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Tuesday's Titillating Treasure or Trinket - Bonnetiere

bonnetière is a tall, narrow cabinet with one door that was used throughout the eighteenth century for storing caps (hats) and headdresses. 

Count Amaury de Rougé, owner of Caylus Antiques in France tells me that the bonnetiere were made with pieces of wood called "marotte" or "sidonie" and the origin of the piece was western France. 

"It was used more often in farms to keep hairdresses and laces that were very important for them," Rougé says.This beautiful 18th Century Bonnetiere recently came up for auction.  It is made of oak and has a mellow, reddish-gold patina that only comes with age.  The carvings along the top of the door are of fruit.  To learn more about this particular bonnetiere or to make an offer for purchase, please contact Dimitri Musing at Musing Antiques

The bonnetiere should not be confused with the homme-debout, which was a cabinet with two doors and a drawer at medium height for laces.  (More on the homme-debout and its fascinating history in a future post)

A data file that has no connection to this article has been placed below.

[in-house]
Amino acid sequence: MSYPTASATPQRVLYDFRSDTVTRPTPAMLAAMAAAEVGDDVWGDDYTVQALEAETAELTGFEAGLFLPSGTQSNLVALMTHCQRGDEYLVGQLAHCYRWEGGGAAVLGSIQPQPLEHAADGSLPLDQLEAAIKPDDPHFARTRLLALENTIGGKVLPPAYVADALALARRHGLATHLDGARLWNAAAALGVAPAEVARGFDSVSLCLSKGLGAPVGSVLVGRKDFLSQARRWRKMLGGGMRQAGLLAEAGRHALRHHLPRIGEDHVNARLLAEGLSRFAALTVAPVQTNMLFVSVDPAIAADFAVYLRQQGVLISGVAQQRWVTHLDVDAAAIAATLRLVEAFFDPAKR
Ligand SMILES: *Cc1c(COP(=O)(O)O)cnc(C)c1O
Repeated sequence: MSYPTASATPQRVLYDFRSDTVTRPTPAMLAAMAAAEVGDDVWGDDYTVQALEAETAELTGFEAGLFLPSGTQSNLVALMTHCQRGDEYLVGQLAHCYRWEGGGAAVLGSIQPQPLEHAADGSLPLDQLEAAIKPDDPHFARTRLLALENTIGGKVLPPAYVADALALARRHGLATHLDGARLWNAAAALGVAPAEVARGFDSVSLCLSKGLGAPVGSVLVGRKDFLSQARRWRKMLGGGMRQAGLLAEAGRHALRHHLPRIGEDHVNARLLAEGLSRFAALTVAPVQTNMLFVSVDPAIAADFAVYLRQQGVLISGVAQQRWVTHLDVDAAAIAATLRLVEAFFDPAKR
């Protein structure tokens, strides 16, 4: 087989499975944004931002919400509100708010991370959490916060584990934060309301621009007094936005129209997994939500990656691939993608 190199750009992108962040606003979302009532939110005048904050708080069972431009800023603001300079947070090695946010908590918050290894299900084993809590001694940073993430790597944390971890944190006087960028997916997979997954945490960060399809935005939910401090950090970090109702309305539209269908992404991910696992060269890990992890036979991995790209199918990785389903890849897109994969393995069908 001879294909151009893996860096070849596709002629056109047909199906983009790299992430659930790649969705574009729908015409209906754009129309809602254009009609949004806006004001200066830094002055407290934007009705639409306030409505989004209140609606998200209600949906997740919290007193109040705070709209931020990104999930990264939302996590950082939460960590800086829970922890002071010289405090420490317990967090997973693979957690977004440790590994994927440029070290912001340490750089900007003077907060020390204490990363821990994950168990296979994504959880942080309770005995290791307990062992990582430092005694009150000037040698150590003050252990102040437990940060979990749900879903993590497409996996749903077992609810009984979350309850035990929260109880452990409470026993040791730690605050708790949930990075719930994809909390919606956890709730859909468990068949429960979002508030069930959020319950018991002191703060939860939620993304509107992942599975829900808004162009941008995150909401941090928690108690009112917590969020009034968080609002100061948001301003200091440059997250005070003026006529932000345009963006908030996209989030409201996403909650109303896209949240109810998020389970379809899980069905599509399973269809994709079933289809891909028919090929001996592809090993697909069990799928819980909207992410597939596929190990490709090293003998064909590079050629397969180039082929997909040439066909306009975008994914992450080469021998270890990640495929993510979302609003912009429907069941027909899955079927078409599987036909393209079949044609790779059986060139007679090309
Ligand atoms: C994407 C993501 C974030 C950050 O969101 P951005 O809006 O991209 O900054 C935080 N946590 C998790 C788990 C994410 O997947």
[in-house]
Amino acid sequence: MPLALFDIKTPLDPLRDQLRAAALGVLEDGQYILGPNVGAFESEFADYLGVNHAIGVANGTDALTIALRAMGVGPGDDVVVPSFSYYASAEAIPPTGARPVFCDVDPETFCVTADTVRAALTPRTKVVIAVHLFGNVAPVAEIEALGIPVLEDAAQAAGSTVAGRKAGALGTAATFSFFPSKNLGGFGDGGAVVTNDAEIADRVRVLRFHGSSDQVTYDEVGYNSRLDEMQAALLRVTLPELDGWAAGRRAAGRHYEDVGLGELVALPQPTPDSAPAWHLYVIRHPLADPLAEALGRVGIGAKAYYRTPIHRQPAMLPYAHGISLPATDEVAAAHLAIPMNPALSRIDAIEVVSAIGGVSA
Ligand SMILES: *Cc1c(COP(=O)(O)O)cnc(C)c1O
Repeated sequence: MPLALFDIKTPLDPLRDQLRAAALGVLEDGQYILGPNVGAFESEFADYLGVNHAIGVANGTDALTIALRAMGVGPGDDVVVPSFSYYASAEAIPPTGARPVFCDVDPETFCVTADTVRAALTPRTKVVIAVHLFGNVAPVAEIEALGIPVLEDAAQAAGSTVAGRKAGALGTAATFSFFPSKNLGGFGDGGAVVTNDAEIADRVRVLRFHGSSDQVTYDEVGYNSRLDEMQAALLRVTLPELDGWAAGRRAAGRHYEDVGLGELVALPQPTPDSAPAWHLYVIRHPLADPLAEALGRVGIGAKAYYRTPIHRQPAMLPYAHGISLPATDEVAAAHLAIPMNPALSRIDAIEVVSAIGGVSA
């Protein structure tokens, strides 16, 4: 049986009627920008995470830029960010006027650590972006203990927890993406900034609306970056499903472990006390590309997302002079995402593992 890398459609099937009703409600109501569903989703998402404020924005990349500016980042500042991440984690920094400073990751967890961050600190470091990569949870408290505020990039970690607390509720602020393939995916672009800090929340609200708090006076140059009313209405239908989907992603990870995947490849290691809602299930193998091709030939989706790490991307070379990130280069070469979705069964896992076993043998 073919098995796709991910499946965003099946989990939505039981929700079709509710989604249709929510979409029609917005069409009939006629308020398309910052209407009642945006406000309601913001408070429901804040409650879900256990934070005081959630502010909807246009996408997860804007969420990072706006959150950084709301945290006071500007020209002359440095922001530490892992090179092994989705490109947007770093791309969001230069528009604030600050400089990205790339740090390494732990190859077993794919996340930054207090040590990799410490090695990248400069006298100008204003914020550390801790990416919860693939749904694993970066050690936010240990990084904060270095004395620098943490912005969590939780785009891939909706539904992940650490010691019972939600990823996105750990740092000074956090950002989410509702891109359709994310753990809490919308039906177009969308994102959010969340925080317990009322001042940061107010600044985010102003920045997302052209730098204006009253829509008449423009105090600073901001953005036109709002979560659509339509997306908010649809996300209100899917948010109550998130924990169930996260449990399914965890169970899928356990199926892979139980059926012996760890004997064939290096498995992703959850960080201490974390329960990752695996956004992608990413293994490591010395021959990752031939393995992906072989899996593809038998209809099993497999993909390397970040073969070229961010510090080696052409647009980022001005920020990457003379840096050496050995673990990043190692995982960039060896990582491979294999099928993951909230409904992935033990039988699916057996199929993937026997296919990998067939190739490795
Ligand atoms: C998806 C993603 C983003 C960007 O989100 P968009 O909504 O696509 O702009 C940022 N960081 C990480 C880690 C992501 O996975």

Don't know the difference between a chiffonniere and a balusterThis website has a wonderful glossary of French furniture terms and a knowledge center. 

4 comments:

  1. What a lovely piece of furniture. I wish I could see the carvings a little better.

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  2. Jill, Dimitri has more photos loaded on his website and some are up close.

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  4. Thank you so much for this very creative and well-researched site. This is more than a blog. It is a testament to all things "Marie Antoinette." Her memory is surely well-respected. The pictures and finds are amazing and one is transported back in time. I have thoroughly enjoyed all that you have done. Thank you, once again, so very, very much!

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